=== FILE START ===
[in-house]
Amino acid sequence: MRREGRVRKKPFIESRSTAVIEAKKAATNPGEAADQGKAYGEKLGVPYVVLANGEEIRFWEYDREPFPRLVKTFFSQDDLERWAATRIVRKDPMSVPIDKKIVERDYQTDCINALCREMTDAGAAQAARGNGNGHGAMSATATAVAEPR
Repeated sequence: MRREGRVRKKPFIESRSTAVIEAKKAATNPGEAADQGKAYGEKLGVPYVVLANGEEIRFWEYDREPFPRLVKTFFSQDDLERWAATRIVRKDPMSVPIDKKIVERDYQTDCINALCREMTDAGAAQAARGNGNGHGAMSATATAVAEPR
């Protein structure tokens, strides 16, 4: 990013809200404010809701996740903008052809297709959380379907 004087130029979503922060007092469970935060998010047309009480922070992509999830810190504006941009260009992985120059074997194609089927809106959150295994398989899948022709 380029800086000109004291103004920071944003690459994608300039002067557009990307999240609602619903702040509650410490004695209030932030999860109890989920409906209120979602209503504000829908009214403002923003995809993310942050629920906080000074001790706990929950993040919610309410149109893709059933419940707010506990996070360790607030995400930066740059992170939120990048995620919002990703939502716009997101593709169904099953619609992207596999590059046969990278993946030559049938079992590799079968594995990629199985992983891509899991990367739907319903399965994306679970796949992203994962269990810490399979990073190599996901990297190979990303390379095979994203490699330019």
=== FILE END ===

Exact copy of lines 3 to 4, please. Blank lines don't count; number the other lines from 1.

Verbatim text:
Repeated sequence: MRREGRVRKKPFIESRSTAVIEAKKAATNPGEAADQGKAYGEKLGVPYVVLANGEEIRFWEYDREPFPRLVKTFFSQDDLERWAATRIVRKDPMSVPIDKKIVERDYQTDCINALCREMTDAGAAQAARGNGNGHGAMSATATAVAEPR
């Protein structure tokens, strides 16, 4: 990013809200404010809701996740903008052809297709959380379907 004087130029979503922060007092469970935060998010047309009480922070992509999830810190504006941009260009992985120059074997194609089927809106959150295994398989899948022709 380029800086000109004291103004920071944003690459994608300039002067557009990307999240609602619903702040509650410490004695209030932030999860109890989920409906209120979602209503504000829908009214403002923003995809993310942050629920906080000074001790706990929950993040919610309410149109893709059933419940707010506990996070360790607030995400930066740059992170939120990048995620919002990703939502716009997101593709169904099953619609992207596999590059046969990278993946030559049938079992590799079968594995990629199985992983891509899991990367739907319903399965994306679970796949992203994962269990810490399979990073190599996901990297190979990303390379095979994203490699330019």